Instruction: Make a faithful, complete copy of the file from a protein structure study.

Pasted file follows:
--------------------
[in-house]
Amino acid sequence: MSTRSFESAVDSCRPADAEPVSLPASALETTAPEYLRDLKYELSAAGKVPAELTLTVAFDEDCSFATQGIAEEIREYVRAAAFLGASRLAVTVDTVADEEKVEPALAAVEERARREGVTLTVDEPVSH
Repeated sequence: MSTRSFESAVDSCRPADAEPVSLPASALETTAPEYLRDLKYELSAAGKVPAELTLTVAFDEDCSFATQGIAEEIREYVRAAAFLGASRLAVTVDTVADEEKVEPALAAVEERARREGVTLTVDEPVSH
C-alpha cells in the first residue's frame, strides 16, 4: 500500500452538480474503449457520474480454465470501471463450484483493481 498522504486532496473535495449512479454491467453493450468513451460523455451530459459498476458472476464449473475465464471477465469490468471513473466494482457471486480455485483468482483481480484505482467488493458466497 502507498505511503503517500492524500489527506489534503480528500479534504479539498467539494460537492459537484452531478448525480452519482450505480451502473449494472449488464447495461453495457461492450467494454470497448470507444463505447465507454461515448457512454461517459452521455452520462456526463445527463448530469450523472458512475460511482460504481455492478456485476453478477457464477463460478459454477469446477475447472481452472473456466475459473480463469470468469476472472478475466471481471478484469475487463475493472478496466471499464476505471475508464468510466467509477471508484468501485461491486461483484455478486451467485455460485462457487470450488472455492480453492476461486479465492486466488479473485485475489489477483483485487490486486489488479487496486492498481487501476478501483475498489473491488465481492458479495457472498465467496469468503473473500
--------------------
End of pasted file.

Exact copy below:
[in-house]
Amino acid sequence: MSTRSFESAVDSCRPADAEPVSLPASALETTAPEYLRDLKYELSAAGKVPAELTLTVAFDEDCSFATQGIAEEIREYVRAAAFLGASRLAVTVDTVADEEKVEPALAAVEERARREGVTLTVDEPVSH
Repeated sequence: MSTRSFESAVDSCRPADAEPVSLPASALETTAPEYLRDLKYELSAAGKVPAELTLTVAFDEDCSFATQGIAEEIREYVRAAAFLGASRLAVTVDTVADEEKVEPALAAVEERARREGVTLTVDEPVSH
C-alpha cells in the first residue's frame, strides 16, 4: 500500500452538480474503449457520474480454465470501471463450484483493481 498522504486532496473535495449512479454491467453493450468513451460523455451530459459498476458472476464449473475465464471477465469490468471513473466494482457471486480455485483468482483481480484505482467488493458466497 502507498505511503503517500492524500489527506489534503480528500479534504479539498467539494460537492459537484452531478448525480452519482450505480451502473449494472449488464447495461453495457461492450467494454470497448470507444463505447465507454461515448457512454461517459452521455452520462456526463445527463448530469450523472458512475460511482460504481455492478456485476453478477457464477463460478459454477469446477475447472481452472473456466475459473480463469470468469476472472478475466471481471478484469475487463475493472478496466471499464476505471475508464468510466467509477471508484468501485461491486461483484455478486451467485455460485462457487470450488472455492480453492476461486479465492486466488479473485485475489489477483483485487490486486489488479487496486492498481487501476478501483475498489473491488465481492458479495457472498465467496469468503473473500